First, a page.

5. Kenneth MacKendrick says:

    What counts as “cutting edge research” in our field?

    And why is this discipline “ours?” I don’t see that “religion” belongs to us any more than it does sociologists, anthropologists, historians, philosophers, psychologists or theologians….

  6. Donovan Schaefer says:

    Thanks, Craig–this encapsulates something I’ve just been sort of dimly thinking about for a while now. You mention Dennett, which was the name I came up with when I started reading your piece; I was also thinking about some philosophers–especially in the continental tradition–who use the category of religion as a way of solving philosophical problems they’ve engineered by the bushel–often with a colonialist and anthropocentric bias built in.

    But I think Matt is on target that it’s difficult to assign blame to scholars of religion themselves for this problem. It’s a classic power-knowledge problem: people who want to complicate and problematize the category of religion just don’t have the stature or the pulpit that people who want to use it as a simplistic bogeyman or as a deus ex machina do.

    For me, the more interesting question is how it is that critics and adulators of religion are so irresistibly drawn to the topic that they abandon their scholarly due diligence. Dennett wrote a lot of strong, well-researched books that brought cutting-edge scholarship (not necessarily correct, but definitely the real deal) to popular audiences in the 1980s and 1990s. But _Breaking the Spell_ is a dud, neither scholarly nor particularly well-written. Why?

  7. Craig Martin says:

    @Jim, I’m glad you’re pushing those buttons. What counts as religion or not religion seems pretty arbitrary from my perspective, and getting people to notice that it’s a loaded rhetorical term is pretty important.

    @Matt and Donovan: good points. I might re-post them in a follow up post, if you don’t mind.

  8. Randi Warne says:

    Zia Sardar writes of a phenomenon he calls “knowledgeable ignorance” – having the capacity and resources to know and thin differently. He uses America as an example, but I have found a similar (what word to use? intransigence? self-interest?) dead zone regarding RELS method and theory generally, and gender *in* RELS method and theory (sorry folks, the teaching of the history of gender-critical studies of religion is still anaemic, at best) I did an article some years back, “Further Reflections on the Unacknowledged Quarantine” that was published in Lorraine Code et al (ed), Changing Methods, Wilfred Laurier University Press. It charts strategies of mutual exclusion between Religious Studies and what was then more widely known as Women’s Studies.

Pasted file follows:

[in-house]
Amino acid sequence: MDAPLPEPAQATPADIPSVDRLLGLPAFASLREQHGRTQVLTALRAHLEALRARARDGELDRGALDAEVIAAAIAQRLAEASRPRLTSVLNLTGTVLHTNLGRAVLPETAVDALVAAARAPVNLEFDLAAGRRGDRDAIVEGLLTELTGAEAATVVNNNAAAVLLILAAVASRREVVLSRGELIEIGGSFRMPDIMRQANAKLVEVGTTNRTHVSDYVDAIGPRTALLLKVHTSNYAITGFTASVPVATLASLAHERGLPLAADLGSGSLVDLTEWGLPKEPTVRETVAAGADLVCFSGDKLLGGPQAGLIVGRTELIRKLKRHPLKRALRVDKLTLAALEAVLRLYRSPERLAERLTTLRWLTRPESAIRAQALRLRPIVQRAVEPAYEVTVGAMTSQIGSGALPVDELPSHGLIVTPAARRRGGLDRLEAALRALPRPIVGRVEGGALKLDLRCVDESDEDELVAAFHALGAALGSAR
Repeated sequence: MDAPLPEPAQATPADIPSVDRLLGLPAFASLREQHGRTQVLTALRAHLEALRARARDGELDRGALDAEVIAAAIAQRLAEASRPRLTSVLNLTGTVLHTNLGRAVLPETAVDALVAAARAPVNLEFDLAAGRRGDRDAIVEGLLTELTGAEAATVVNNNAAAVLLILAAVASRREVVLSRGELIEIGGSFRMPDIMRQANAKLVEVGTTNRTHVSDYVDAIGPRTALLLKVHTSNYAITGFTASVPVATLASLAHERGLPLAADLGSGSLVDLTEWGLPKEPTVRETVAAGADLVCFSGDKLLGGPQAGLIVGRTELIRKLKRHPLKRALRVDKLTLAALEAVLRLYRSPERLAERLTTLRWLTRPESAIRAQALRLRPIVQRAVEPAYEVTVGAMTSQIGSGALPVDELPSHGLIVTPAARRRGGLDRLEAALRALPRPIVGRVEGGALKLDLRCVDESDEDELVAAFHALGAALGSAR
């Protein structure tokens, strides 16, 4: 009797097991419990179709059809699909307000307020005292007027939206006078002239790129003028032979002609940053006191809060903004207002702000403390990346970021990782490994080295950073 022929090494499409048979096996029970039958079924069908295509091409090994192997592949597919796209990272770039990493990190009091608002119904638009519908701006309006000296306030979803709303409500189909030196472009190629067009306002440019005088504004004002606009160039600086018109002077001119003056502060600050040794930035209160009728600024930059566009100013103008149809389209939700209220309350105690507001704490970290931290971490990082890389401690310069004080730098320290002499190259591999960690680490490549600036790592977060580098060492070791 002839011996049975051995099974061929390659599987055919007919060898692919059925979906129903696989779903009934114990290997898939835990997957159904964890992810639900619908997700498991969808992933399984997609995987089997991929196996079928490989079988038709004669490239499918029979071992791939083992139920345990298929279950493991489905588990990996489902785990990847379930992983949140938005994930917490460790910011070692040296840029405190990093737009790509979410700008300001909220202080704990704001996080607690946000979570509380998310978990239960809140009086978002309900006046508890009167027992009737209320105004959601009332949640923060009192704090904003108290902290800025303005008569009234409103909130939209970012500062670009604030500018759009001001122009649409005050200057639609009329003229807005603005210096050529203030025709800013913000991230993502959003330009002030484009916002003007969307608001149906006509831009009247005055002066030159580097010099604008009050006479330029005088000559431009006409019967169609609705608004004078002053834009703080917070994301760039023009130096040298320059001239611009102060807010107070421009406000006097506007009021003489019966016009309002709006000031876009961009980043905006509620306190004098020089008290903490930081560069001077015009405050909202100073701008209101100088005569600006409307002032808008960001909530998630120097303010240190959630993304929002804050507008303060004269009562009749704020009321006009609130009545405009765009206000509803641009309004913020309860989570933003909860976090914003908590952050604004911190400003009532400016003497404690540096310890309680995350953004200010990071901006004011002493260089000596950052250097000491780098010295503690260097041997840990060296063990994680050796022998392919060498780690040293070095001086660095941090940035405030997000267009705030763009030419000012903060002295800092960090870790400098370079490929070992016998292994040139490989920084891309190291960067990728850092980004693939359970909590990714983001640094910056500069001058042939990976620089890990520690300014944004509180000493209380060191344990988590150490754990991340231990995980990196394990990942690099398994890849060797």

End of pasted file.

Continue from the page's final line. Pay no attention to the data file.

My first Methodology paper at U of T was on Eliade’s gender essentialism and cultural imperialism (for Will Oxtoby, in 1978 I believe.) It is still a useful piece of work, in my view, but it hardly lit the Centre for Religious Studies at U of T on fire, perhaps because it contravened prevailing ideologies too deeply (“girl stuff,” you know – not serious, nervy, uncompromising, masculine, linear, no values here except Truth – Science. I’m not so sure we need more Religious Studies departments teaching this view (any more than we need more “women are always and only victims” studies). Just go back to the “founding fathers” of RELS and follow the logic. However you might regard the adequacy of my own scholarship, the fact remains that gender-critical materials are out there, and have been for a good 30 years. How can it be that folks can get to a Ph.D. level and only there start to hear some of these debates? Blaming theological affiliation is certainly an accepted strategy (cue Monty Python’s Holy Grail – “a witch, a witch!”), but frankly, folks, I think that’s ultimately a dead end,

  9. Randi Warne says:

    Probably it’s best to assume Monty Python as a reference in many of my comments. Soundtracks variable, of course.